Reducing Conflict 86 Intentional Conflict

March 26, 2023

Intentional conflict is rare but deadly in an organization. You do not see this very often because in most organizations people are at least trying to get along. I believe that people working in close proximity have a remarkable ability to drive each other crazy. 

Intentional conflict is a different animal

Intentional conflict is caused when one person tries to get under the skin of another individual. The root cause of the angst can be any number of different factors, but the results are the same. There is a constant bombardment of annoying actions by one person with the purpose of riling up the opponent.

Conventional conflict reduction techniques, such as a mediator or teambuilding are less effective in this situation. You need to change the corrective approach to have any hope of resolution. You must start further back.

Start with why there is intentional conflict

Recognize that the person is going against human nature. People instinctively know that getting along with their peers leads to a happier life for them.  There must be a reason for acrimony beyond the normal give and take. Do some analysis and ask why this person would go out of his way to be mean constantly. 

Stopping intentional conflict requires addressing the root causes of the conflict and implementing effective communication strategies. Here are some steps you can take to stop intentional conflict:

  1. Try to identify the root causes. Determine the underlying causes of the conflict by actively listening to each party and gathering information about the situation. It could reflect jealousy, revenge, extreme bias, fear, systemic hatred, or a number of other factors.
  2. Promote effective communication. Encourage open and honest communication between the parties involved. It helps to clarify misunderstandings and reduce tension.
  3. Encourage compromise. Help the parties to find common ground and identify areas where they can compromise. Finding areas of agreement helps to reduce tensions and leads to a resolution.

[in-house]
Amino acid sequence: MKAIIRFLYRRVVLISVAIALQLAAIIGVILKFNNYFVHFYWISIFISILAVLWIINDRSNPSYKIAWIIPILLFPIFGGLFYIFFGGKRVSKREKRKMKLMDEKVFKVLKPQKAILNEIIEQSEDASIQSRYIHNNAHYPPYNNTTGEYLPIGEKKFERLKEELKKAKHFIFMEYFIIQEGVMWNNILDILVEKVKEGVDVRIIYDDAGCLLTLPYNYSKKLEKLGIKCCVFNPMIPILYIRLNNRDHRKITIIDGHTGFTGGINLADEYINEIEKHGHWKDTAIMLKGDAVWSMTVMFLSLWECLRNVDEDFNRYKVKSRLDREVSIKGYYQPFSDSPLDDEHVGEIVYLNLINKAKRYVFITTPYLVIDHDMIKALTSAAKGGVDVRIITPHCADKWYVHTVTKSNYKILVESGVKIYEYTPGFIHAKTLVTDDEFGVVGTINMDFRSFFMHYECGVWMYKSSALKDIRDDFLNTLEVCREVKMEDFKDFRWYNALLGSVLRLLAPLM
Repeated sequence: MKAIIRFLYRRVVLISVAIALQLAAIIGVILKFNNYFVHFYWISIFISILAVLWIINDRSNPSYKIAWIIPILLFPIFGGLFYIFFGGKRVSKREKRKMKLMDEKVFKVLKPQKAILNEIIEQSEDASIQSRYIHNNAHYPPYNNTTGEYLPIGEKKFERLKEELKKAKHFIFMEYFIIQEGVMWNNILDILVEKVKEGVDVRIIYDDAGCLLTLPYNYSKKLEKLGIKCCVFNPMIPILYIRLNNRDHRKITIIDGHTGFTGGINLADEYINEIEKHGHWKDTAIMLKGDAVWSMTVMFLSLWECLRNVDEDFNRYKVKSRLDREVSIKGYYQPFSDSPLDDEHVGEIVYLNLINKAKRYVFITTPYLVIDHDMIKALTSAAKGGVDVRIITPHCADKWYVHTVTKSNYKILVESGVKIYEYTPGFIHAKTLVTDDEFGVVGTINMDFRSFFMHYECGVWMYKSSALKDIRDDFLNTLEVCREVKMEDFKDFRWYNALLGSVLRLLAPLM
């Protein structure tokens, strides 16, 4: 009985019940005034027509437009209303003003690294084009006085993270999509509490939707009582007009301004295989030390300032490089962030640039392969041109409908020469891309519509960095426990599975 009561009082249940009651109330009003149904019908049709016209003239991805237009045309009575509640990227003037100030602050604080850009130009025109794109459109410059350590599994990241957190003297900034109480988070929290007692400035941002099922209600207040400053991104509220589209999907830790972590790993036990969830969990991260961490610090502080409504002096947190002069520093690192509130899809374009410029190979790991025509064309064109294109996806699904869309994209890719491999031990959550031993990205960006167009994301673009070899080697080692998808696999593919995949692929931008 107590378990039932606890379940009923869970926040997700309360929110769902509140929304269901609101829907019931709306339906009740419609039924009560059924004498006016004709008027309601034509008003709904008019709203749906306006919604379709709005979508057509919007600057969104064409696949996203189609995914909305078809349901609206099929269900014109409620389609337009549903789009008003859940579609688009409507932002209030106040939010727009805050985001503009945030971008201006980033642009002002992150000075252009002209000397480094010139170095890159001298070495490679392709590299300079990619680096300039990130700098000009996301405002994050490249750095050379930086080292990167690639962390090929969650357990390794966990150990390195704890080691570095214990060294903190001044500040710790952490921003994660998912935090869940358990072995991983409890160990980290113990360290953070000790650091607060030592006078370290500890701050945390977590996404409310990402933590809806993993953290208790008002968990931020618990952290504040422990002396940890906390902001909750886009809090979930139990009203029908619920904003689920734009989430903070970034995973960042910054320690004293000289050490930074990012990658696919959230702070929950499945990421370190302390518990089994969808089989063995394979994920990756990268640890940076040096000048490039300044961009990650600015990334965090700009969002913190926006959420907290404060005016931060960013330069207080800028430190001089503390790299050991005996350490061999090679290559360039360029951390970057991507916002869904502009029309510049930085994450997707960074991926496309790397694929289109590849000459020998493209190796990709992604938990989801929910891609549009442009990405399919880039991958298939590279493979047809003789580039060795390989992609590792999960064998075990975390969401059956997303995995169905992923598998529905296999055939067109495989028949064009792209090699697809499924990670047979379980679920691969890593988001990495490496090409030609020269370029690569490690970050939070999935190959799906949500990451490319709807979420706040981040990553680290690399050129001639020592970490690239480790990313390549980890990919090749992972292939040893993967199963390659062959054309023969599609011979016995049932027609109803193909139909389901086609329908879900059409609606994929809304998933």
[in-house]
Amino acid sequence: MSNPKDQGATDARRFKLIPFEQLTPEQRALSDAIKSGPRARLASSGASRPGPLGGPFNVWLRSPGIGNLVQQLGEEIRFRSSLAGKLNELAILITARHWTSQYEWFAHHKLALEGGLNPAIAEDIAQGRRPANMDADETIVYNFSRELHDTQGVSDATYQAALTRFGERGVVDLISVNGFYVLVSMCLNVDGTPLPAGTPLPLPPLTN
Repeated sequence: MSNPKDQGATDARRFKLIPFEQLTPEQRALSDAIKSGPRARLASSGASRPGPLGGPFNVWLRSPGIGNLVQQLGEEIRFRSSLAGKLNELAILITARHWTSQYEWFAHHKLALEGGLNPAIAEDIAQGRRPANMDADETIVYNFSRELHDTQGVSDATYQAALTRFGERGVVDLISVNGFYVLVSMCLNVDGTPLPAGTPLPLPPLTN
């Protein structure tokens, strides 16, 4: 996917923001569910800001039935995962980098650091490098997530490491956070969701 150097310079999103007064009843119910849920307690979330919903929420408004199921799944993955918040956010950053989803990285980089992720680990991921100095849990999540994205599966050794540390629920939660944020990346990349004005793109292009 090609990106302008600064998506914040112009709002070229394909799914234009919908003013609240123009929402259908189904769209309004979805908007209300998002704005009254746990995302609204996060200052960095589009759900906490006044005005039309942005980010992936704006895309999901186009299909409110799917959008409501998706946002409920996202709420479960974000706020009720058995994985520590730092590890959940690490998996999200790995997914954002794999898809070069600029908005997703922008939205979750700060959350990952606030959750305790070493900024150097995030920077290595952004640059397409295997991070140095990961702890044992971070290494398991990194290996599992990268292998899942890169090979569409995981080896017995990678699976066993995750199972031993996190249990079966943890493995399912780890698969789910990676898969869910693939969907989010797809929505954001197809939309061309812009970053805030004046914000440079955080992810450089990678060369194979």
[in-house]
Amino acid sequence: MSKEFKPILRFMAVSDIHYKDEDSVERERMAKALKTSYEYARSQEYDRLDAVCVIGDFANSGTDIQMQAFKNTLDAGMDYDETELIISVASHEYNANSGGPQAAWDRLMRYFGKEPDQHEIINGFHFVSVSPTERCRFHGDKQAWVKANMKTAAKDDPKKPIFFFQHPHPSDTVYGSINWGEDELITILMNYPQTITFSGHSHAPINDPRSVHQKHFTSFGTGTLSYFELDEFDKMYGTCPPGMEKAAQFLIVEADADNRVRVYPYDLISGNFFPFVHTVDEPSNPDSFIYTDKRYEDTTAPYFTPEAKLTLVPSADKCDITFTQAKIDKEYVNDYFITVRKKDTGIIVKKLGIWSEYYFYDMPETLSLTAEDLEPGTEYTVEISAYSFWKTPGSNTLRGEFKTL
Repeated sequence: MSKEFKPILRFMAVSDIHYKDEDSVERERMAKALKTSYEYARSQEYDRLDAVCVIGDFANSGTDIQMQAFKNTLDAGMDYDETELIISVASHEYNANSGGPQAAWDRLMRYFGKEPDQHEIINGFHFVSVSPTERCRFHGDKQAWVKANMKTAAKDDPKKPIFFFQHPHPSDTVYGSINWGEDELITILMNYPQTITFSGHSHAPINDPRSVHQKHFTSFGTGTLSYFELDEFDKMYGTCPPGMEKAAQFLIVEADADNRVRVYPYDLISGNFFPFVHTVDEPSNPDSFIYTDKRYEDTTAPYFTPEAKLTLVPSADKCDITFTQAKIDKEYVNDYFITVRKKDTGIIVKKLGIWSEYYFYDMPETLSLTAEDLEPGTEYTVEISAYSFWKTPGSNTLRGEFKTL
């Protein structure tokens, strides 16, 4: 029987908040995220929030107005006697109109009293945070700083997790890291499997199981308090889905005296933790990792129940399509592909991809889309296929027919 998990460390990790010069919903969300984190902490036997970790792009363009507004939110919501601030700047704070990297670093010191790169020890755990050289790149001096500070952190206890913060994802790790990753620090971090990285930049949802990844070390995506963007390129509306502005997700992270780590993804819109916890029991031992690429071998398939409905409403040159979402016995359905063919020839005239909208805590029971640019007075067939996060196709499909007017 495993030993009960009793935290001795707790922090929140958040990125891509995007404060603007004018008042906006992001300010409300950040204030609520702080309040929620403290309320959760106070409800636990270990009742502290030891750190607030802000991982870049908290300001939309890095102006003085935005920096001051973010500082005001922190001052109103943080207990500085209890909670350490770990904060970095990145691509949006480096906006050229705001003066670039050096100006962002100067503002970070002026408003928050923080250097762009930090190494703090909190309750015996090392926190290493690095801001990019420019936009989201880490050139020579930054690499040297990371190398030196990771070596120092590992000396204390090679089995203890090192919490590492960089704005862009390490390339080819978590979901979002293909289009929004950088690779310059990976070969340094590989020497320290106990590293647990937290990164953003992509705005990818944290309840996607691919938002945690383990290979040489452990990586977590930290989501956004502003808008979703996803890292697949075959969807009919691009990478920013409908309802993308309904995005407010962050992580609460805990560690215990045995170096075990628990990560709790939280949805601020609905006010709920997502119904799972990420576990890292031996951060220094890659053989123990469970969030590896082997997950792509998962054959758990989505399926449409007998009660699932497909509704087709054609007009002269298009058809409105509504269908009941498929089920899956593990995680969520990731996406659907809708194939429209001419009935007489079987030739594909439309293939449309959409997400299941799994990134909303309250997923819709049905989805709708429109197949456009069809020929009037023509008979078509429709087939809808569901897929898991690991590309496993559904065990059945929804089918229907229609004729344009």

4. Use a mediator. If the conflict is particularly difficult to resolve, consider using a mediator to help facilitate the negotiation process.
  5. Promote positive relationships. Encourage positive relationships between the parties involved in the conflict. Finding peace helps to build trust and reduce the likelihood of future conflicts.
  6. Address underlying issues. Address any underlying issues that may be contributing to the conflict. Power imbalances, discrimination, external conditions, or cultural differences can cause the problem.

Remember that stopping intentional conflict takes time, patience, and a willingness to listen and understand different perspectives. It may also require the involvement of trained professionals such as mediators, conflict resolution specialists, or mental health professionals.

Start small

If you are facing this condition in your group, recognize that you have a major problem.  In most situations, people are willing to at least listen to the issues and work toward solutions. With this condition, you are dealing with a person who is sick and needs help. You are not going to cure stage-four cancer with an aspirin.

Get some professional help and look for tiny clues relative to the history of this problem. You want to uncover the genesis of such a negative attitude toward another person. It could be a long-gone incident that colored the relationship.  It could also be a stereotypical attitude from the person’s upbringing.

For example, suppose your mother was murdered by a person of a particular nationality. That situation might make it impossible for you to accept another person from that country.

Worst comes to worst, cut the cord

If all the above steps do not lead to a better situation, then you need an analysis. Is keeping this disruptive person on the team a wise decision? Recognize there are some bad apples in this world and take decisive action.


Resolving a case of intentional conflict is a daunting task. Do not ignore the problem hoping it will go away.

Bob Whipple, MBA, CPTD, is a consultant, trainer, speaker, and author in the areas of leadership and trust.  He is the author of The Trust Factor: Advanced Leadership for Professionals, Understanding E-Body Language: Building Trust Online, and Leading with Trust is Like Sailing Downwind.  Bob has many years as a senior executive with a Fortune 500 Company and with non-profit organizations. 



Leadership Barometer 51 Attitude

May 22, 2020

The one thing you really can control in life is your attitude, yet most people view their attitude as the result of external things happening to them rather than a conscious decision.

In this article, I would like to explore some ideas that can help make your choice more intentional.